While Deep Purple and Black Sabbath were reigning as the frontrunners of the British proto-metal scene, there was one American band that was merging the melodic intensity of Purple and the heavy riffs of Sabbath across the Atlantic. That band is Blue Öyster Cult. While Deep Purple and Black Sabbath were disintegrating both as a group (due to lineup changes) and status wise (due to the rise of punk), the same band's beautifully terrifying (Don't Fear) The Reaper was becoming a cult classic and the Öyster boys were at their peak.
It's 1996, and Blue Öyster Cult are still swimming in the seas of Rock and Metal. They have been a profound influence on many bands today and there's a new compilation out, containing some of their best recordings. Workshop of the Telescopes contains 32 digitally remastered tracks that enables Blue Öyster Cult to lay claim to being one of the pioneering proto-metal bands. Radio favourites such as (Don't Fear) The Reaper, Godzilla, and Burnin' For You are all here, along with some all time greats like Cities on Flame with Rock and Roll, The Red and the Black, and the title track. This is an interesting collection in that when you listen to it, it becomes more clear who Blue Öyster were influenced by and who they influenced. This is evident not only from their aggressive cover of Steppenwolf's Born to be Wild, but also from the doomy Sabbath-type riffs in Cities on Flame and the punkish feel present in Kick out the Jams and Dominance and Submission. Conversely, This Ain't the Summer of Love brings to mind Midnight Oil, Veteran of the Psychic Wars reminds me of a cross between Styx and Queen (not just for the drum beat), and Mike Watt (formerly of fIREHOSE) has made it clear on record that Blue Öyster Cult have had an impact on his music. Veteran of the Psychic Wars was also featured in the cult (no pun intended) movie Heavy Metal, which, incidentally at time of writing, has been released in a "louder and nastier" version. It looks like the same thing has been happening with Blue Öyster Cult, and I can't wait for their next studio release!
The album contains three non-standard tracks (Workshop of the Telescopes, The Red and the Black, and Born to be Wild), and is definitely worth getting if you want to have a complete Blue Öyster Cult collection of music, or as a starter if you want to hear more of their music.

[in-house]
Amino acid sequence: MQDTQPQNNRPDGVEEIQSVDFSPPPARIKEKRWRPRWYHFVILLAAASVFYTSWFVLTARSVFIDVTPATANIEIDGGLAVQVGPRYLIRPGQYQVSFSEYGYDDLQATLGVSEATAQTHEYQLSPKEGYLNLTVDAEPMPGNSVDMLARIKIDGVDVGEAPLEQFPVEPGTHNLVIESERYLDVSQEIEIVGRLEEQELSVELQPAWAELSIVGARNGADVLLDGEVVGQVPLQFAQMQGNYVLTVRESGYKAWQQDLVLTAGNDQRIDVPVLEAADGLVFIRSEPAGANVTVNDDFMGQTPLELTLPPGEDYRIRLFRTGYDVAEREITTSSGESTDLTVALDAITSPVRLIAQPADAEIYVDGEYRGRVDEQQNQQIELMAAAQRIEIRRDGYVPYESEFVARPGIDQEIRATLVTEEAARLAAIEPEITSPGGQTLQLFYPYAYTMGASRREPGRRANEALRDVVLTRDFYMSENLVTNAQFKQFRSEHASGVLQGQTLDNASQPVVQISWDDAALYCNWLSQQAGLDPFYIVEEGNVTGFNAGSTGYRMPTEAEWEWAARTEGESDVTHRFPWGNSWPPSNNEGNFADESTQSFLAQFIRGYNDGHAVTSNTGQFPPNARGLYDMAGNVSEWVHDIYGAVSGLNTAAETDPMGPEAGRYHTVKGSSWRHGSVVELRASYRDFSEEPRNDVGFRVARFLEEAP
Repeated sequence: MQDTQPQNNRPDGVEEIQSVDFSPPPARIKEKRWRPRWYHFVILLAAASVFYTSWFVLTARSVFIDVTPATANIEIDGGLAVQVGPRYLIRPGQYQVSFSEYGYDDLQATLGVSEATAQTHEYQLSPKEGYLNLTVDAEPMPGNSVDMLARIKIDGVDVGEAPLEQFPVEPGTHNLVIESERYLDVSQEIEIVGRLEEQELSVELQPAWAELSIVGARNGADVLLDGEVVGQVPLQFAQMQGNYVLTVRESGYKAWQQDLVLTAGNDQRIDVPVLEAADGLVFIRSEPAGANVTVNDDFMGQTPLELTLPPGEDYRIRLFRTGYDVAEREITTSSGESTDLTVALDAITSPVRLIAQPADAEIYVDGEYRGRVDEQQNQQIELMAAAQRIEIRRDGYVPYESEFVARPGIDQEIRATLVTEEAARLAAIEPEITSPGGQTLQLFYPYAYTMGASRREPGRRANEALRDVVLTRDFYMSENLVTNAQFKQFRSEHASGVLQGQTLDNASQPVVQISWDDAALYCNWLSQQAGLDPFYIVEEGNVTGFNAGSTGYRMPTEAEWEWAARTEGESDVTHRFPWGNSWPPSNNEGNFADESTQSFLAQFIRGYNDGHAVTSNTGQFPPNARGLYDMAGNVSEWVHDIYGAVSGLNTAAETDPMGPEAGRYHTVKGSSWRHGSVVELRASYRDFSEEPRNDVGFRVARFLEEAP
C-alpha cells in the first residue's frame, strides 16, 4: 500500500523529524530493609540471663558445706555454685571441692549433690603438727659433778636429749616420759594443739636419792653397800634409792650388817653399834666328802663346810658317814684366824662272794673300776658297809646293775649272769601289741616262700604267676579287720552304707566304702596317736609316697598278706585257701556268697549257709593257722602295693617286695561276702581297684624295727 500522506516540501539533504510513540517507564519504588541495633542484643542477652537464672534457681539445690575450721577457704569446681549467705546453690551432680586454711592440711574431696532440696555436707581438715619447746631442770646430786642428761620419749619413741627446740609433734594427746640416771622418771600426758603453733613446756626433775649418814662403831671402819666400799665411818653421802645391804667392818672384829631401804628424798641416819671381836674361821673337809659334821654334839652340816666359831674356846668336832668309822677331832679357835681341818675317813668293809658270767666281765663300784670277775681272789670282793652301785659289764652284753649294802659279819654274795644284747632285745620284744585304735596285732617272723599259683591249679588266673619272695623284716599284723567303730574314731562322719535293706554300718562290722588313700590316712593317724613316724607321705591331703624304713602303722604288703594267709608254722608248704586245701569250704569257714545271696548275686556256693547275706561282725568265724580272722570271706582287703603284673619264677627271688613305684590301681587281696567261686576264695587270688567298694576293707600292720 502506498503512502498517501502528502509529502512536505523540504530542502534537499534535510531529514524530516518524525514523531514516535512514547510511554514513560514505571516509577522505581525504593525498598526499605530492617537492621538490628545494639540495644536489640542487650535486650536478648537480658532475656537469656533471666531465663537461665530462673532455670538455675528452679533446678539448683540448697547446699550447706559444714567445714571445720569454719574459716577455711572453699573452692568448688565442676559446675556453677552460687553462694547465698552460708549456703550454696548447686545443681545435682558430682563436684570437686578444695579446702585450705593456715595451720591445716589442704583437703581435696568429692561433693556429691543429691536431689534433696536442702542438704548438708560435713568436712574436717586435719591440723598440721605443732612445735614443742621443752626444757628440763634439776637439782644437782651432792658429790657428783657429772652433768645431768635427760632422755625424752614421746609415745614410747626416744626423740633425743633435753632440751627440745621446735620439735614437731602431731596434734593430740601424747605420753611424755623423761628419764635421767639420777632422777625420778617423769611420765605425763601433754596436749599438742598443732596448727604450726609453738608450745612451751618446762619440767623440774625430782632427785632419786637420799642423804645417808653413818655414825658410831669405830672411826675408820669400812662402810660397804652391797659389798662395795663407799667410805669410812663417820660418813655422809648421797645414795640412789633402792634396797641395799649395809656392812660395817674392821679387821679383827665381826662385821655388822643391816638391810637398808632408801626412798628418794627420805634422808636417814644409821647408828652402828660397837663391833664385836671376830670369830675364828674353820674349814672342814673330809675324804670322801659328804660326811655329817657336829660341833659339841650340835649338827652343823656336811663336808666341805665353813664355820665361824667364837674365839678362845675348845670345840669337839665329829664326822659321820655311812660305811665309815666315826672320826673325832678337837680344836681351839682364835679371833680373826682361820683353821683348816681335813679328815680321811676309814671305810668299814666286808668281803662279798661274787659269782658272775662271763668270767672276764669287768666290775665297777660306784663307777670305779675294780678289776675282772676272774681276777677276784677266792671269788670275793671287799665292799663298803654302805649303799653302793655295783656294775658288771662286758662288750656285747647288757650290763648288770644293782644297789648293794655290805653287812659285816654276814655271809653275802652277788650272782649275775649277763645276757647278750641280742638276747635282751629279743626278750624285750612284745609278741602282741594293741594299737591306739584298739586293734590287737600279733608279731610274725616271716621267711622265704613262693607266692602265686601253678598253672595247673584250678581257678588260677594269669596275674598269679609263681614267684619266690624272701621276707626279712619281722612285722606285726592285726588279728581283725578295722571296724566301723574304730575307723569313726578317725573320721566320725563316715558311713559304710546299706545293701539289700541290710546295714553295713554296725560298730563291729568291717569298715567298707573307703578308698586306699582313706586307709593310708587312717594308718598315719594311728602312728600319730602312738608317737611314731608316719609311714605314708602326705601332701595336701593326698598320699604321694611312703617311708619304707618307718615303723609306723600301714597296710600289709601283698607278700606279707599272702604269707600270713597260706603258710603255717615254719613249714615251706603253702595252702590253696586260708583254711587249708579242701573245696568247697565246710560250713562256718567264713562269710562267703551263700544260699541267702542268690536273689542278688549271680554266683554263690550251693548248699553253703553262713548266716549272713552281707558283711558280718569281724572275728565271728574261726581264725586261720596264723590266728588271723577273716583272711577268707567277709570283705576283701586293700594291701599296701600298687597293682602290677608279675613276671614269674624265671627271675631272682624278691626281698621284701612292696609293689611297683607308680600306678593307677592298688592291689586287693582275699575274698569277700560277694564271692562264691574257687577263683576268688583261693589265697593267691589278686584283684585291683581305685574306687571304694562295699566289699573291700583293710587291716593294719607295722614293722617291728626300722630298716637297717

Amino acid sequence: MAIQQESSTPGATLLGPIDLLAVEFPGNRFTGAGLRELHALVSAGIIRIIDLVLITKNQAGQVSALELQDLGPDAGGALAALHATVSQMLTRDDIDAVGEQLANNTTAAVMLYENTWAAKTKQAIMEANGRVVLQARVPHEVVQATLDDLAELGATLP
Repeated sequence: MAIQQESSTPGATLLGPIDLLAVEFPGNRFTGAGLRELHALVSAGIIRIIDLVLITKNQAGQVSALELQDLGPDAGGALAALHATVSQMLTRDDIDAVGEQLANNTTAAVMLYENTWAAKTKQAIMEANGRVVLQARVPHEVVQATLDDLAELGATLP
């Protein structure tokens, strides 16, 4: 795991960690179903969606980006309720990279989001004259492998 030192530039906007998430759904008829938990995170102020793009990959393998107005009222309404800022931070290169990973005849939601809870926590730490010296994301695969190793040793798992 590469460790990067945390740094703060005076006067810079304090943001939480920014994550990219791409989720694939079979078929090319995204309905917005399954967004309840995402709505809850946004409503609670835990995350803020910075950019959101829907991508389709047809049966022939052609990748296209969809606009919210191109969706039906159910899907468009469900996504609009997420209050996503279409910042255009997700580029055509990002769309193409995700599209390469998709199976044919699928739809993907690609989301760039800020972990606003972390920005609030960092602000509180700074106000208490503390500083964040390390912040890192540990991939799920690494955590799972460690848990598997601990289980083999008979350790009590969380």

Blue Öyster Cult are finally back with new material after a ten year absence. Heaven Forbid is the band's long-awaited album that really rocks. Many of the tracks on the album have a sound that connects to elements in Blue Öyster Cult's past. See You in Black starts with classic guitar work of Donald "Buck Dharma" Roeser followed by some hard-hitting drumming by Chuck Burgi. This, along with Harvest Moon are very typical tunes for Blue Öyster Cult: powerful, catchy, and elegant. Power Underneath Despair is more reminiscent of the direction that the band took with Veteran of the Psychic Wars from the Heavy Metal sound track (though the chorus is a bit disappointing). Hammer Back, Cold Gray Light of Dawn, Live For Me are similar to the stuff that they did in the very beginning. In Thee, originally from the Mirrors album, is one of the coolest tunes on the album. The only weak track on the album is X-Ray Eyes.
The production is great, and Buck Dharma's guitar tone is terrific, but I think Allan Lanier's keyboards should have been more pronounced in the mix. I had heard a few of these songs the last few times I had seen Blue Öyster Cult, and they're really much better live. That makes sense since these songs were worked on during their constant touring schedule and therefore sound better live. Blue Öyster Cult are one of the greatest bands in Rock 'n' Roll history and this album continues to demonstrate why that is the case. I highly recommend getting this release and checking them out live.